Doctor’s advice? Cut out all wheat products

In an article in the Vancouver Sun, a writer reviews this book, written by a Wisconsin-based cardiologist. It makes sense to me!

Wheat Belly: Lose the Wheat, Lose the Weight, and Find Your Path Back to Health

By William Davis M.D.

Like many cardiologists, Wisconsin-based Dr. William Davis has restored good health to thousands of his patients with his advice on dietary changes to improve the wellbeing of their hearts. Unlike most cardiologists, the diet Davis recommends doesn’t comply with any official stamp of nutritional approval.

Yet he seems to get some startling results, not only with the heart and circulatory conditions his patients see him for but also a wide variety of other health complaints, including skin rashes, diabetes, colitis, joint pain and insomnia.

Read the full article online.


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Liquid stevia extract as a better alternative to sugar

Stevia sweetener is the extract of the stevia plant, native to South America, and comes in a powder form, in individual serving packets (like the low-calorie saccharin-type products you’re used to seeing). For several years, I’d been buying the packets to substitute for sugar in coffee and tea, but I found that it had a bitter aftertaste. I tolerated it, wanting to stay away from processed sugar as much as possible, but I didn’t enjoy it.

Recently though, a friend told me that he buys stevia in liquid form. I decided to give it a try. For about $9 you can buy a 2 oz. bottle with an eyedropper cap so you can add stevia extract drop by drop, to your exact taste. The package says it contains 461 servings, if you use 4 drops per serving, which is a lot of sweet for the money. (FYI, I bought mine at New Frontiers here in Flagstaff.)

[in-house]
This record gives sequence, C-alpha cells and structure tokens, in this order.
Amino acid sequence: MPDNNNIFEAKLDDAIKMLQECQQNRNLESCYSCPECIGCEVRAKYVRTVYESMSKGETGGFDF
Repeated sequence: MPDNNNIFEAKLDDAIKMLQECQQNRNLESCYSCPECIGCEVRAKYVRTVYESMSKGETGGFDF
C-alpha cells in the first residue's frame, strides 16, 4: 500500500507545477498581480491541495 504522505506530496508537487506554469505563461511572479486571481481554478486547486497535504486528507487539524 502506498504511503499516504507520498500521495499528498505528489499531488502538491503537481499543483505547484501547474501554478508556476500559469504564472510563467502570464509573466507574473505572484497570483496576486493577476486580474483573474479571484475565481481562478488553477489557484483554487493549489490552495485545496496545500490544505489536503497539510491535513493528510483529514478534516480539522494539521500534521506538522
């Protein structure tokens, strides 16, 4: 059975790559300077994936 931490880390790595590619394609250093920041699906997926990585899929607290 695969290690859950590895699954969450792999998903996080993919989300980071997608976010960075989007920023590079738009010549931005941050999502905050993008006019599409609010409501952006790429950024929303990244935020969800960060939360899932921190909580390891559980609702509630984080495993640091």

What I found is that it’s a perfect way to sweeten my tea without adding any calories, and there’s no aftertaste!

Depending on the recipe, baking with stevia could work. It won’t provide the chemical reaction that some recipes, like meringues, require to work, but if you’re trying to cut empty calories in favor of healthy calories, it’s probably worth a few experiments to see if it works in your favorite recipes, either alone or in combination with a reduced amount of sugar.

Comments or questions are welcome.

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Spinach and artichoke dip

2 cups (8 oz) shredded part skim mozzarella cheese divided
½ cup fat free Greek yogurt
¼ cup (1 oz) grated fresh parmesan cheese, divided
¼ teaspoon black pepper
1 can water chestnuts chopped
1 can diced green chilis
red pepper flakes
3 garlic cloves, crushed
2 (14 oz) can artichoke hearts, drained and chopped
1 (8 oz) block 1/3 less fat cream cheese softened
1 (8 oz) block fat free cream cheese softened
1 (10 oz) package frozen chopped spinach, thawed drained and squeezed dry

Serve with baked tortilla chips or vegetables.

Preheat oven to 350°

Combine 1 ½ cups mozzarella, yogurt, 2 tablespoons parmesan, and next ingredients through spinach in large bowl and stir until well blended. Spoon mixture into baking dish. Sprinkle with ½ cup mozzarella and 2 tablespoons parmesan. Bake at 350° for 30 minutes or until bubbly and golden brown.

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Black Bean and Quinoa Casserole

1 cup quinoa (cooked as per pkg directions/rinse first)
1 cup salsa
2 egg whites
2 cups mashed sweet potatoes (roast in 350 oven for an hour or until soft)
1 cup shredded low fat cheddar cheese
1 cup black beans
1 tsp cumin
1 tsp onion powder
fresh garlic
salt and pepper to taste

Cook the quinoa. Once cooked mix all the ingredients but only half the cheese. Spray 9x 13 casserole dish and place all ingredients in dish. Put the other half of cheese on top of the casserole. Bake at 350° for 30 minutes.   (I added hot sauce on the top after it was cooked.)

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